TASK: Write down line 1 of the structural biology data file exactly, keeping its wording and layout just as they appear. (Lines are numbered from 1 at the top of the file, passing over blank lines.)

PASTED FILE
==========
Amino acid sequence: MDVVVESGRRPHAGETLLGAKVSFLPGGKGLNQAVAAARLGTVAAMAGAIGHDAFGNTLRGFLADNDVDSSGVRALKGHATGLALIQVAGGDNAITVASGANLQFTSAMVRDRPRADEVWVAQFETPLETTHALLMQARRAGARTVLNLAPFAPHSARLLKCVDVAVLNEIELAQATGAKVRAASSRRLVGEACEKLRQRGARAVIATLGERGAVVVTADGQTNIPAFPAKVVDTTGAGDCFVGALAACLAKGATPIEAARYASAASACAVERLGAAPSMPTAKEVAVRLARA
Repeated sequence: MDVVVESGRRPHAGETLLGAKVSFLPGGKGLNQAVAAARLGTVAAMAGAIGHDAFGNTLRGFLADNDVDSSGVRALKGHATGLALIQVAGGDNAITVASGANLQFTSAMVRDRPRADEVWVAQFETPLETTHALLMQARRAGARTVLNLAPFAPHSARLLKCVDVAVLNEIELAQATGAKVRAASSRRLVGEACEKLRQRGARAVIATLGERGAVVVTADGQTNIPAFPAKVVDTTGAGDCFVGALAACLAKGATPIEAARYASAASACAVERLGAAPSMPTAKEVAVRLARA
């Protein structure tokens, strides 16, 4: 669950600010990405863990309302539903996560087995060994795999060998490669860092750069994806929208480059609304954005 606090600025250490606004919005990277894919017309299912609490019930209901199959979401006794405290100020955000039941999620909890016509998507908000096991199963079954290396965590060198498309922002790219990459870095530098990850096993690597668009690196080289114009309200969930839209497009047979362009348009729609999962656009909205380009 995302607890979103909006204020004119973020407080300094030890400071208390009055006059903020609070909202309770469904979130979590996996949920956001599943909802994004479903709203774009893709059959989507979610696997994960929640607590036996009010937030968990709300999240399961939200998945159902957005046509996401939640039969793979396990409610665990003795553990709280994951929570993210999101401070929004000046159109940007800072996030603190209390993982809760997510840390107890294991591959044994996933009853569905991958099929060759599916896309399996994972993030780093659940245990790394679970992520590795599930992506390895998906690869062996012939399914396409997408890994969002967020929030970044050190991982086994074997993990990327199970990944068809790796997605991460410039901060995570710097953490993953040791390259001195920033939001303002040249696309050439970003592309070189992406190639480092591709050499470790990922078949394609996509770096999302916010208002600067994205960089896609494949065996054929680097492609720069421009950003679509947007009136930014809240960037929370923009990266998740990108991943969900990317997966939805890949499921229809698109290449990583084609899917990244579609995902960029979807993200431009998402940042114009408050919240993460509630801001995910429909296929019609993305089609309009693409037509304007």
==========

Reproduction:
Amino acid sequence: MDVVVESGRRPHAGETLLGAKVSFLPGGKGLNQAVAAARLGTVAAMAGAIGHDAFGNTLRGFLADNDVDSSGVRALKGHATGLALIQVAGGDNAITVASGANLQFTSAMVRDRPRADEVWVAQFETPLETTHALLMQARRAGARTVLNLAPFAPHSARLLKCVDVAVLNEIELAQATGAKVRAASSRRLVGEACEKLRQRGARAVIATLGERGAVVVTADGQTNIPAFPAKVVDTTGAGDCFVGALAACLAKGATPIEAARYASAASACAVERLGAAPSMPTAKEVAVRLARA